Endometrial epithelial cytoplasmic change (EECC) is an adaptive cytoplasmic change commonly seen in the endometrium. Previously considered "metaplasia," EECC is now the preferred term because it offers a descriptive designation without implying a specific mechanism of development. There are 5 types of EECC: squamous, ciliated cell, eosinophilic, mucinous, and secretory (clear cell and hobmail cell) changes. Eosinophilic syncytial change (ESC) is a similar but unrelated degenerative change seen in endometrial breakdown. Some cases of ESC show atypical cytologic features that may resemble endometrial adenocarcinoma. Thirteen endometrial biopsy and curettage specimens with atypical ESCs (AESCs) were compared against 10 hysterectomy specimens with endometrial serous carcinoma. Clinical information and immunohistochemical staining profiles for markers phosphatase and tensin homologue deleted on chromosome 10 (PTEN), p53, and Ki-67 were evaluated in each case. All 13 cases of AESC (100%) showed moderate-to-strong staining for PTEN, whereas PTEN expression was absent in all endometrial serous carcinomas (P <.001). Seven cases of AESC (54%) showed focal, weak positivity for p53, whereas all cases of serous carcinoma (100%) showed strong staining (P <.001). The Ki-67 index was low (3%-15%) and found in only 3 cases in AESC (32%) but was high (60%-90%) in all cases of endometrial serous carcinoma (100%) (P <.001). Atypical ESC and serous carcinoma share several morphological features on hematoxylin and eosin-stained sections that may complicate accurate diagnosis. The PTEN, p53, and Ki-67 staining profile can effectively distinguish between AESC and malignancy in difficult cases, providing an invaluable tool for a challenging diagnostic dilemma.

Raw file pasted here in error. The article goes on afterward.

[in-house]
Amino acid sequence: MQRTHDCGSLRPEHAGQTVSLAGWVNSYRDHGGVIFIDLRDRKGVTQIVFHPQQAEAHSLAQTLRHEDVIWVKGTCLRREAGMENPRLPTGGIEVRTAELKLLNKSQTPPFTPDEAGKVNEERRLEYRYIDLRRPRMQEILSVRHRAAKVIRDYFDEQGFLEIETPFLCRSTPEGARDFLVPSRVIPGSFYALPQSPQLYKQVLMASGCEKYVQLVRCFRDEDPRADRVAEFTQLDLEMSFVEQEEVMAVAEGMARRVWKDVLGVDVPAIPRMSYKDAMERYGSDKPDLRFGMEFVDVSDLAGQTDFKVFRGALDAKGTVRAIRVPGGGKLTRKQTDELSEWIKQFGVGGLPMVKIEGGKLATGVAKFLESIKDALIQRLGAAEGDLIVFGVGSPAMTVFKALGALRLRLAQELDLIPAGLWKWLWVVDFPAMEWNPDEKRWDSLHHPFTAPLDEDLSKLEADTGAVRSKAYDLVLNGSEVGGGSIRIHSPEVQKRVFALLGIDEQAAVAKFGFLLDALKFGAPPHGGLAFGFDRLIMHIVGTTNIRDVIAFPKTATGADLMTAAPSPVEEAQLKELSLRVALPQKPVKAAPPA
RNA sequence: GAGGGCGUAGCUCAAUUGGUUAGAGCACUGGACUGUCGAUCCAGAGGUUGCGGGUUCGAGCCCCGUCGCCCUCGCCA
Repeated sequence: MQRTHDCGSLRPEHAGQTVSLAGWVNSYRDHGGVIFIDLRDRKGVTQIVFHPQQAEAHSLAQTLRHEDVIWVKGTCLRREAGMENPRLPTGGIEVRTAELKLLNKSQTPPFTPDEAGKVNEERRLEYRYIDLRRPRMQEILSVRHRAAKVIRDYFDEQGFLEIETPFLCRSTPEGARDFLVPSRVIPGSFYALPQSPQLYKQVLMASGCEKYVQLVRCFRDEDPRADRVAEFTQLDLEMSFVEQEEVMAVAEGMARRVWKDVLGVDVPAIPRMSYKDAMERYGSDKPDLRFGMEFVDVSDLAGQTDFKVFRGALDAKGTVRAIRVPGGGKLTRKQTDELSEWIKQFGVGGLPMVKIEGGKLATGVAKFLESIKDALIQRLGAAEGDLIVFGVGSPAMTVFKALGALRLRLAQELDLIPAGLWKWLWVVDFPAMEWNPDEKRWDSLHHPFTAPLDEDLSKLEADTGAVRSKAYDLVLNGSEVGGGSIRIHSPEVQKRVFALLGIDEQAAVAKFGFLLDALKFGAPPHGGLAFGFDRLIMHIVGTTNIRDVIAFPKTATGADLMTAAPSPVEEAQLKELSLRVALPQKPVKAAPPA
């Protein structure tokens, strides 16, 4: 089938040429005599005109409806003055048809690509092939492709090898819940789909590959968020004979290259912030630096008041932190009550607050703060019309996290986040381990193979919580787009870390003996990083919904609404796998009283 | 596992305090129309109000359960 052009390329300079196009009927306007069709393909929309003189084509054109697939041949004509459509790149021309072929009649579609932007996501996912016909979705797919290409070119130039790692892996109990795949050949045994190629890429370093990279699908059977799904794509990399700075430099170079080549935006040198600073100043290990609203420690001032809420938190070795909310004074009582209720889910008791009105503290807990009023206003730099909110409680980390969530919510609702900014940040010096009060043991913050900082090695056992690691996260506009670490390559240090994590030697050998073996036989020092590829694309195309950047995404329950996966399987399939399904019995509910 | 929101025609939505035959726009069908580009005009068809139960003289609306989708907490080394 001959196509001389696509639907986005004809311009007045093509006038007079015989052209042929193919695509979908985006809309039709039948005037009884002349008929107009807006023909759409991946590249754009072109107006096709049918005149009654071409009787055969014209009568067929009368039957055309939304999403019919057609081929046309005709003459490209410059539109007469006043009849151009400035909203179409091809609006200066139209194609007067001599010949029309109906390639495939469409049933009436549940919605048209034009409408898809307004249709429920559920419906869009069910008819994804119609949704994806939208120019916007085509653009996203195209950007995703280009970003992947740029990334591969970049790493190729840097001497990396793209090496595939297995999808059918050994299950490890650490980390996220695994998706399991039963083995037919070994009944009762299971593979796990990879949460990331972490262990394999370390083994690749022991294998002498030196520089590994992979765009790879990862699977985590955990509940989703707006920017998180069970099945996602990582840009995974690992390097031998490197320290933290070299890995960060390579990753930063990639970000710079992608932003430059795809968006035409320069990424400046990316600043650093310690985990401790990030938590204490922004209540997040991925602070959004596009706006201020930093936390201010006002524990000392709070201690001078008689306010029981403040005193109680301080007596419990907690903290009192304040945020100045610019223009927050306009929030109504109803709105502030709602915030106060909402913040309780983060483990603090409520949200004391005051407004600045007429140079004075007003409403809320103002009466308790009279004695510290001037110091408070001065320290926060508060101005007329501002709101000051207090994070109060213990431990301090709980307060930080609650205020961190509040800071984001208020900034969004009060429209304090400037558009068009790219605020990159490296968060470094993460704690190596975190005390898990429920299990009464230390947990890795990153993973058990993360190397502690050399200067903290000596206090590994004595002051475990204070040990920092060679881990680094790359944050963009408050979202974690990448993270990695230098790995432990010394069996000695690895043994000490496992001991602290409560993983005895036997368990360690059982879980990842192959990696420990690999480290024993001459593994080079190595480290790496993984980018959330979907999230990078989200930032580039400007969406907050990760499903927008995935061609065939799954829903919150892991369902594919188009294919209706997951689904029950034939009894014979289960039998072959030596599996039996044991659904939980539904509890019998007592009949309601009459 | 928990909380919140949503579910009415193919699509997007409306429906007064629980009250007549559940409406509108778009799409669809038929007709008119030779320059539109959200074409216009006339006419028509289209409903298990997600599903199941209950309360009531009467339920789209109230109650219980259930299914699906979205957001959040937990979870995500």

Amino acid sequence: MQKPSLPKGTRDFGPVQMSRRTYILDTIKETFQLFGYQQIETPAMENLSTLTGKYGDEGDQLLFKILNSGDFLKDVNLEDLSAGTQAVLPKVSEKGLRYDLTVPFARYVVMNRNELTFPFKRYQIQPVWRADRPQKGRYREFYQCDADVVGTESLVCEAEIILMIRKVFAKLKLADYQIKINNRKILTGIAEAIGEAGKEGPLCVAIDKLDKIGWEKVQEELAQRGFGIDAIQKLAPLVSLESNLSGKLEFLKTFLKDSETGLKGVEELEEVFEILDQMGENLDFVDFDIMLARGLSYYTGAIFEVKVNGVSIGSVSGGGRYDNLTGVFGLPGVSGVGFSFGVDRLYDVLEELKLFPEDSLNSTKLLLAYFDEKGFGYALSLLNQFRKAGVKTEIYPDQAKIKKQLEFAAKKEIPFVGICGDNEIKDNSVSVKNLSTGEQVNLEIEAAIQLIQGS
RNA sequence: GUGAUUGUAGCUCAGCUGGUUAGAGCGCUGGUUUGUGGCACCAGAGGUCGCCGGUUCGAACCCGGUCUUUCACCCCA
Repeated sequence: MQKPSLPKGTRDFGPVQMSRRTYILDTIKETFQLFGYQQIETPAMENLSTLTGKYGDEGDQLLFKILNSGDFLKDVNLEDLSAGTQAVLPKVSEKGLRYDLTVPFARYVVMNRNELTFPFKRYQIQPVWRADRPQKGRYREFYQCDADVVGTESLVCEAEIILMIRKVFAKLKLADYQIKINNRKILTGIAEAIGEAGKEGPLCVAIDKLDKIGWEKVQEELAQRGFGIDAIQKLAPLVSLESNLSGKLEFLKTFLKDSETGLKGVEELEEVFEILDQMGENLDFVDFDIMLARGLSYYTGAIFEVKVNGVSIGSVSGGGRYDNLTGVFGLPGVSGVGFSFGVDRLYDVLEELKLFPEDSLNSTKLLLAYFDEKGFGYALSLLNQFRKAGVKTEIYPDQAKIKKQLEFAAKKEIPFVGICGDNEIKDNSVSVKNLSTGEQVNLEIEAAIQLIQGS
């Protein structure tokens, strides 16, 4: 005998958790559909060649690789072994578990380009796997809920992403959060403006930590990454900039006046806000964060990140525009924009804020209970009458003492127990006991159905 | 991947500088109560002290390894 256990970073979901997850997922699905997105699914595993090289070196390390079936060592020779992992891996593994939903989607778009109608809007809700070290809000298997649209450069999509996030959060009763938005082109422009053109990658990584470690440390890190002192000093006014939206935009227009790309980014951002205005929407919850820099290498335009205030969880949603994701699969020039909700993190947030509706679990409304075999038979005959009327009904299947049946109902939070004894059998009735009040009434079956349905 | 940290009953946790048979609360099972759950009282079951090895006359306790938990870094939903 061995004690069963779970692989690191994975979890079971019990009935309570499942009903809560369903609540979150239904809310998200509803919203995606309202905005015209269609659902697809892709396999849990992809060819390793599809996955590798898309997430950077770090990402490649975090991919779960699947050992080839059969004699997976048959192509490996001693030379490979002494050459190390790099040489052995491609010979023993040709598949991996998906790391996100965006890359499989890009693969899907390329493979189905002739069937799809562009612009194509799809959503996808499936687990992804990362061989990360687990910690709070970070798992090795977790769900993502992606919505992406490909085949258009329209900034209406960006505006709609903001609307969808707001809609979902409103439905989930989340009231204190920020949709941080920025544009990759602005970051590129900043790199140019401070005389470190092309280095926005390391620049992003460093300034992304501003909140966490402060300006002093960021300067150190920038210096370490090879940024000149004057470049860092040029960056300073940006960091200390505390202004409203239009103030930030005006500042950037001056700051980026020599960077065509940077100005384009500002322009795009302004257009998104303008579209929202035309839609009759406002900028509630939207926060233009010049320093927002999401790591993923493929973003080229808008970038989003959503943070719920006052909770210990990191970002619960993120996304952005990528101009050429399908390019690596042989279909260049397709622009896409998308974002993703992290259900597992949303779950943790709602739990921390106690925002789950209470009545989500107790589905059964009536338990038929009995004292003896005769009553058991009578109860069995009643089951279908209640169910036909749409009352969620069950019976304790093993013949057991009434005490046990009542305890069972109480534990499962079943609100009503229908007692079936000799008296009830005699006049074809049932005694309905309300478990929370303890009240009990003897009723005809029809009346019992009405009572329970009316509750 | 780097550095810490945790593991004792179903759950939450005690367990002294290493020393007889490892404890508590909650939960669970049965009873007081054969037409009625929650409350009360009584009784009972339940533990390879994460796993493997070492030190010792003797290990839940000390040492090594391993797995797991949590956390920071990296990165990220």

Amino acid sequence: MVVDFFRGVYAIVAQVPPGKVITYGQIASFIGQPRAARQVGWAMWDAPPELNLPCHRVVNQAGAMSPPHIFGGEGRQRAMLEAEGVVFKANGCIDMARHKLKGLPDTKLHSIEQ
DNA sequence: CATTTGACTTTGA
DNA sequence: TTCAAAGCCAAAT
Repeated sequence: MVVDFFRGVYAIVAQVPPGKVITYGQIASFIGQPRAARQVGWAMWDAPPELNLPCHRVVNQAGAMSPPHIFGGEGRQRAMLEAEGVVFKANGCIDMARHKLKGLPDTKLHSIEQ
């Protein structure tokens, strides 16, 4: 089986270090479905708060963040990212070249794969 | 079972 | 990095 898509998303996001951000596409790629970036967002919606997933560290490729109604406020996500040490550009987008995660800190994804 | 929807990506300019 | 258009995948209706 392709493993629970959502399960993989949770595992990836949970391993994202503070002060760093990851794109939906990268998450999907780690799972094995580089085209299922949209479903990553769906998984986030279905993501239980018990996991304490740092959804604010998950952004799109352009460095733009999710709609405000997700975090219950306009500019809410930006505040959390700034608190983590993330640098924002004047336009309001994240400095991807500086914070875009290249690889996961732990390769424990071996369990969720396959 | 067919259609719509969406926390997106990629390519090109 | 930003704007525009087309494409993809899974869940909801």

- Atypical eosinophilic syncytial change
- Endometrial epithelial cytoplasmic change
- Endometrial metaplasia
- Eosinophilic syncytial change
ASJC Scopus subject areas
- Pathology and Forensic Medicine